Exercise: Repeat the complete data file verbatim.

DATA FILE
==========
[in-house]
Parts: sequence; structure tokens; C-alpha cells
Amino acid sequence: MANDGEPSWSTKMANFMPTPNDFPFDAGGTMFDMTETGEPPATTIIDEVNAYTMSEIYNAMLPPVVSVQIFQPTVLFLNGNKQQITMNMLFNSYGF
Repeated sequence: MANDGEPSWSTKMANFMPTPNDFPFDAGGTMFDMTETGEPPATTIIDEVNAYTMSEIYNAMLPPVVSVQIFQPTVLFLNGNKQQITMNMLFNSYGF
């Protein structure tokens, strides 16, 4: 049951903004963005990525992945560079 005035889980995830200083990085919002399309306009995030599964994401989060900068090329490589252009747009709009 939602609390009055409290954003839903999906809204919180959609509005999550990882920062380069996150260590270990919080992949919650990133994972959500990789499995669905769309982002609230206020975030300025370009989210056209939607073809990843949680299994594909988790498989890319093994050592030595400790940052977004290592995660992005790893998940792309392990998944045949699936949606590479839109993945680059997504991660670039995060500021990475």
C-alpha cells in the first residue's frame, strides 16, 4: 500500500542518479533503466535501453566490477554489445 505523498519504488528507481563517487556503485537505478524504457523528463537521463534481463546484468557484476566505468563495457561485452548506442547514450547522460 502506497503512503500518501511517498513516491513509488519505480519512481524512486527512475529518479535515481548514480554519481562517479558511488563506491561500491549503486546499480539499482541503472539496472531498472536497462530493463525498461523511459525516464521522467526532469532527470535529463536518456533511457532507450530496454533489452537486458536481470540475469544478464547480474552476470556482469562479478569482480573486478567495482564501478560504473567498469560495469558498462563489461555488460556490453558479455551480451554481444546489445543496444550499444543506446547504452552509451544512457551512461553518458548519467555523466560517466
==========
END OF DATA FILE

[in-house]
Parts: sequence; structure tokens; C-alpha cells
Amino acid sequence: MANDGEPSWSTKMANFMPTPNDFPFDAGGTMFDMTETGEPPATTIIDEVNAYTMSEIYNAMLPPVVSVQIFQPTVLFLNGNKQQITMNMLFNSYGF
Repeated sequence: MANDGEPSWSTKMANFMPTPNDFPFDAGGTMFDMTETGEPPATTIIDEVNAYTMSEIYNAMLPPVVSVQIFQPTVLFLNGNKQQITMNMLFNSYGF
């Protein structure tokens, strides 16, 4: 049951903004963005990525992945560079 005035889980995830200083990085919002399309306009995030599964994401989060900068090329490589252009747009709009 939602609390009055409290954003839903999906809204919180959609509005999550990882920062380069996150260590270990919080992949919650990133994972959500990789499995669905769309982002609230206020975030300025370009989210056209939607073809990843949680299994594909988790498989890319093994050592030595400790940052977004290592995660992005790893998940792309392990998944045949699936949606590479839109993945680059997504991660670039995060500021990475």
C-alpha cells in the first residue's frame, strides 16, 4: 500500500542518479533503466535501453566490477554489445 505523498519504488528507481563517487556503485537505478524504457523528463537521463534481463546484468557484476566505468563495457561485452548506442547514450547522460 502506497503512503500518501511517498513516491513509488519505480519512481524512486527512475529518479535515481548514480554519481562517479558511488563506491561500491549503486546499480539499482541503472539496472531498472536497462530493463525498461523511459525516464521522467526532469532527470535529463536518456533511457532507450530496454533489452537486458536481470540475469544478464547480474552476470556482469562479478569482480573486478567495482564501478560504473567498469560495469558498462563489461555488460556490453558479455551480451554481444546489445543496444550499444543506446547504452552509451544512457551512461553518458548519467555523466560517466